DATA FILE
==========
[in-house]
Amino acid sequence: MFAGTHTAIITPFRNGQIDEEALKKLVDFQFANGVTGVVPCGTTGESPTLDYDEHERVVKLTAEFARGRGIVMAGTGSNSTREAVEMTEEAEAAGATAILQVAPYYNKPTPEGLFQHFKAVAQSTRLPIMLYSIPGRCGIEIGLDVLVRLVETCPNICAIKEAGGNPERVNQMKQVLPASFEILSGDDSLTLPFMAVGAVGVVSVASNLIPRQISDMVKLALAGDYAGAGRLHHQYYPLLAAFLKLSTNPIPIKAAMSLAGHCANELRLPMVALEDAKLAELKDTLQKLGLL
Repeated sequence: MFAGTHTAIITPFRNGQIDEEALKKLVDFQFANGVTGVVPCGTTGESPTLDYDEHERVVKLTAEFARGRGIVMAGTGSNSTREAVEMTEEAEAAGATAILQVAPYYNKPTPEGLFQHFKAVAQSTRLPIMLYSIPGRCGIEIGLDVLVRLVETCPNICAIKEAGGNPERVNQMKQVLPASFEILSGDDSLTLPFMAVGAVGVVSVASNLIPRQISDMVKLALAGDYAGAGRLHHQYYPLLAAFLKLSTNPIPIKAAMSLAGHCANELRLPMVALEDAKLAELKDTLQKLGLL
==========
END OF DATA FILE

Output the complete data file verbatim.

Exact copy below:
[in-house]
Amino acid sequence: MFAGTHTAIITPFRNGQIDEEALKKLVDFQFANGVTGVVPCGTTGESPTLDYDEHERVVKLTAEFARGRGIVMAGTGSNSTREAVEMTEEAEAAGATAILQVAPYYNKPTPEGLFQHFKAVAQSTRLPIMLYSIPGRCGIEIGLDVLVRLVETCPNICAIKEAGGNPERVNQMKQVLPASFEILSGDDSLTLPFMAVGAVGVVSVASNLIPRQISDMVKLALAGDYAGAGRLHHQYYPLLAAFLKLSTNPIPIKAAMSLAGHCANELRLPMVALEDAKLAELKDTLQKLGLL
Repeated sequence: MFAGTHTAIITPFRNGQIDEEALKKLVDFQFANGVTGVVPCGTTGESPTLDYDEHERVVKLTAEFARGRGIVMAGTGSNSTREAVEMTEEAEAAGATAILQVAPYYNKPTPEGLFQHFKAVAQSTRLPIMLYSIPGRCGIEIGLDVLVRLVETCPNICAIKEAGGNPERVNQMKQVLPASFEILSGDDSLTLPFMAVGAVGVVSVASNLIPRQISDMVKLALAGDYAGAGRLHHQYYPLLAAFLKLSTNPIPIKAAMSLAGHCANELRLPMVALEDAKLAELKDTLQKLGLL